I actually thought long and hard about whether or not to share this story with you all—main reason being that it turns out DIY wire portraits are a lot harder to make than you might think! Let’s just say that I have a whole new respect for wire portrait artists who do this regularly. The good news, though, is that I have a totally original piece of handmade art to show for my efforts, plus I managed to experiment with a brand new process that I think I’ll have fun building on in the future.
But I’m getting ahead of myself…It all started when Sarah Sherman Samuel mentioned on her website that she had made a couple of wire portraits of herself and her husband using a wedding portrait as her inspiration. Sarah explained that she used this tutorial via The House That Lars Built to guide her project, and I loved the finished look. It seemed really straightforward, so I added it to my looooooong list of DIYs to try, and then finally found time to give it a shot this past week.
Scroll on for my process, including a couple of missteps that I hope you guys can avoid if you decide to try the project out for yourselves. I promise it’s worth it!
Here’s What You’ll Need:
- Printable templates (I link to the three I created below)
- Wire cutters
- Foam core board
- Clear tape for hanging it on the wall
The first thing you need is a portrait photo. I wanted to do something really unique (but not necessarily of ourselves), so I went online and Googled phrases like “magazine portrait ad.” All sorts of close-up faces filled my screen, but I chose three of my favorites, zoomed in, and then put a piece of regular computer paper up to the screen.
Next, I traced over the outlines that I could see through the glow of my computer’s monitor without lifting my marker, and the three drawings you see above are the results. You’re welcome to follow my tracing process with a couple of your own family portraits, or feel free to download the original drawings I made using these links: one, two, three.
After that, it’s really just a matter of following the lines with your wire to make the portrait. I started out practicing with thicker wire, but ultimately found that it was just too thick for the look I was going for. I thought it would be good for me to include process photos of what I managed to come up with in case you like the simpler, rounded silhouette (see those above), but I wanted my finished wire portrait to have sharper details, so I quickly moved on to thinner wire.
Using nothing but my fingertips (and a lot of patience), I bent the wire back and forth along the lines of my template. The key, I think, is to unroll a good bit of wire from the roll, and to not cut it until the end—just use one long piece of wire to build the entire portrait, unraveling more as you need to. Doing things this way means that you don’t have to form any connections, which ultimately weaken the strength of the shape.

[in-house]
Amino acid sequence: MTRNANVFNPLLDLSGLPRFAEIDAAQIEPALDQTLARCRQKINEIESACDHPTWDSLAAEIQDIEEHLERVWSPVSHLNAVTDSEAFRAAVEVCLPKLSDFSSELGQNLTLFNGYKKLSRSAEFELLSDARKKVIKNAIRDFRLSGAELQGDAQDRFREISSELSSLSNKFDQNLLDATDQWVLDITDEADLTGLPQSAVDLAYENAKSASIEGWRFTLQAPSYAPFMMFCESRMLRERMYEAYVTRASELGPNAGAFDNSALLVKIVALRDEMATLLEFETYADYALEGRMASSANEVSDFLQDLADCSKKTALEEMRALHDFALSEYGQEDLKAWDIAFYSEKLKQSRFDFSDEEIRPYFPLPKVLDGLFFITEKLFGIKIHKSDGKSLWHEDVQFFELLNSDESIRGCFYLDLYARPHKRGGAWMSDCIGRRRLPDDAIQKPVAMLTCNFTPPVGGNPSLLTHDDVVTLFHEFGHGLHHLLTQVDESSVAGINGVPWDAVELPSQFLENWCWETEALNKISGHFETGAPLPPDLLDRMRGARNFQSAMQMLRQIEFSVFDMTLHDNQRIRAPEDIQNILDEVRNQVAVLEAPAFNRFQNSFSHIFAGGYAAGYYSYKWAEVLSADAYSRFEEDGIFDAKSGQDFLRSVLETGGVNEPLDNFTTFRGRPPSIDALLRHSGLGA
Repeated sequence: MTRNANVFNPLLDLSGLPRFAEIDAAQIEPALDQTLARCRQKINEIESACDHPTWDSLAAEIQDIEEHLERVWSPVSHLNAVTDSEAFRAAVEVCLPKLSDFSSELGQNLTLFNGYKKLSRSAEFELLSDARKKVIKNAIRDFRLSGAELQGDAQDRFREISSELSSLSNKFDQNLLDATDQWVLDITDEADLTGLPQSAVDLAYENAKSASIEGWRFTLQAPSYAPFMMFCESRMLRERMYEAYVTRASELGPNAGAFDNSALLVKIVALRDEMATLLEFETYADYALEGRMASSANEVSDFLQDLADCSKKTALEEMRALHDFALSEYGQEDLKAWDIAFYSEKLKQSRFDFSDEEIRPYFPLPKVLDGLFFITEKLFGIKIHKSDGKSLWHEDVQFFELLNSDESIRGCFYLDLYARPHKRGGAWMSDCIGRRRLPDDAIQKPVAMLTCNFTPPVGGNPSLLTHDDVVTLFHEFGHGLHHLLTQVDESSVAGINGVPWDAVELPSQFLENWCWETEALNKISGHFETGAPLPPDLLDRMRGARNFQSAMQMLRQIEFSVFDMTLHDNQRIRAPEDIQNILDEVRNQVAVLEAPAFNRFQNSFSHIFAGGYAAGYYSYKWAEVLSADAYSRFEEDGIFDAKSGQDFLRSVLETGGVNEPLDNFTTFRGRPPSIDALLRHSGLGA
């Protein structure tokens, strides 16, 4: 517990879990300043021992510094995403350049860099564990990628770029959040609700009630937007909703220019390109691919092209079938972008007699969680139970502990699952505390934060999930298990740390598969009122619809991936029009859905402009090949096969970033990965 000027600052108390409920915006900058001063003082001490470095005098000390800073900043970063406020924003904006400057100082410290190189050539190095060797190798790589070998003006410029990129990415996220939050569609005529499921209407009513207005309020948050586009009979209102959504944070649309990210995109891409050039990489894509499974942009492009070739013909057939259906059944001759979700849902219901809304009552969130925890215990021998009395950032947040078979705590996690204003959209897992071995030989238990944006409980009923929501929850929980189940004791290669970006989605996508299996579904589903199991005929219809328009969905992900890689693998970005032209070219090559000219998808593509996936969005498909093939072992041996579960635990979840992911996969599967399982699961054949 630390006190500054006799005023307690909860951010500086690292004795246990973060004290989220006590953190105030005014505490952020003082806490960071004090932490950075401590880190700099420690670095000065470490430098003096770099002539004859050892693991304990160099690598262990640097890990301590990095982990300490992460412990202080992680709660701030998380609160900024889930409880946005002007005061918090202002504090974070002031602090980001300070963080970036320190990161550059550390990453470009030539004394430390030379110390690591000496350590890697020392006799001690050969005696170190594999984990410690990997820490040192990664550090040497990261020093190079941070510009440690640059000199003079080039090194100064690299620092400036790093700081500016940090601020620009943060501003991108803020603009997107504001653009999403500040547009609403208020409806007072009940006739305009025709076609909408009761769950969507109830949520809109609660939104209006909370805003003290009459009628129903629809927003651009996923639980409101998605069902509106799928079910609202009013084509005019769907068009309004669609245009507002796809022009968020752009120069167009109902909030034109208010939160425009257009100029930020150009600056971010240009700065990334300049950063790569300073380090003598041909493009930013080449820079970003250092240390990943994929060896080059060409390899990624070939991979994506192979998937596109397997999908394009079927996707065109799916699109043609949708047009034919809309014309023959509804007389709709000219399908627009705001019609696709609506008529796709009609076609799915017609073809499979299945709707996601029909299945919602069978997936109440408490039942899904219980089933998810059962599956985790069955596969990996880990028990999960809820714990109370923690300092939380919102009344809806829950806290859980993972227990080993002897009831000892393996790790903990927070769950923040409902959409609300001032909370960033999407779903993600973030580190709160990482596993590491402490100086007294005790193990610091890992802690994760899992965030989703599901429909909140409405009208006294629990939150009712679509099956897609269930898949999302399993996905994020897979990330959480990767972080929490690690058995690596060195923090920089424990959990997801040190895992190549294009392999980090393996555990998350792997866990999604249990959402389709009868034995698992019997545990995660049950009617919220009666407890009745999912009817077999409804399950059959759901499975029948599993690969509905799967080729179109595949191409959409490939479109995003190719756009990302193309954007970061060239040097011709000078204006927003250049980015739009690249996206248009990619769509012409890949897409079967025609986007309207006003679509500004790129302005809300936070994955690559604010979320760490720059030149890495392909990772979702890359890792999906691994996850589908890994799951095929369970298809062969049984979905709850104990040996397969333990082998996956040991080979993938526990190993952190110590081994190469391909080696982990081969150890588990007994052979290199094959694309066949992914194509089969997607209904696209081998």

At one point toward the end, I got a little frustrated with how the wire was flopping all over the place, so I grabbed some pushpins to hold the wire in place over the paper template. I had been working on a piece of foam core board, so I just pushed the pins right into the foam. This definitely helped the wire stay in place, but I would warn you not to use the pushpins to try to build the portrait itself. Wait until the end to use them just to keep the shape as you finish up the portrait because those finer details are best created slowly using your fingers to bend the wire into place.
The reason I caution you not to rely on the pushpins is that, at one point, I thought maybe I could build the entire portrait around the pushpins, but it didn’t work. As soon as I pulled the pins out of my second wire portrait attempt, the wire just came loose. The pins held it taut and made it easier to work with, but, again, the strength of these portraits really comes down to shaping and bending things with your fingers, and making adjustments after you see how the wire naturally lays without the help of pins.
I get the feeling that, after reading this twisty-turny story, nobody is going to want to try making wire portraits…but I really hope that’s not the case! It’s definitely a process and you have to take things one line at a time, but my finished portrait is exactly what I had in mind when I started out. I think next time I’ll try making it a little larger so it stands out more on the wall, and I might also reconsider how I hang it. Putting it in a frame behind glass, for example, would keep the wire in place without much fuss at all.
Would you give this slightly more advanced DIY a try? I really encourage you to give it a shot! I especially love that, even if we all used the same template, no two wire portraits would look exactly the same. Let me know if you give the project a try or (better yet!) if you can suggest a more logical process for bringing it to life.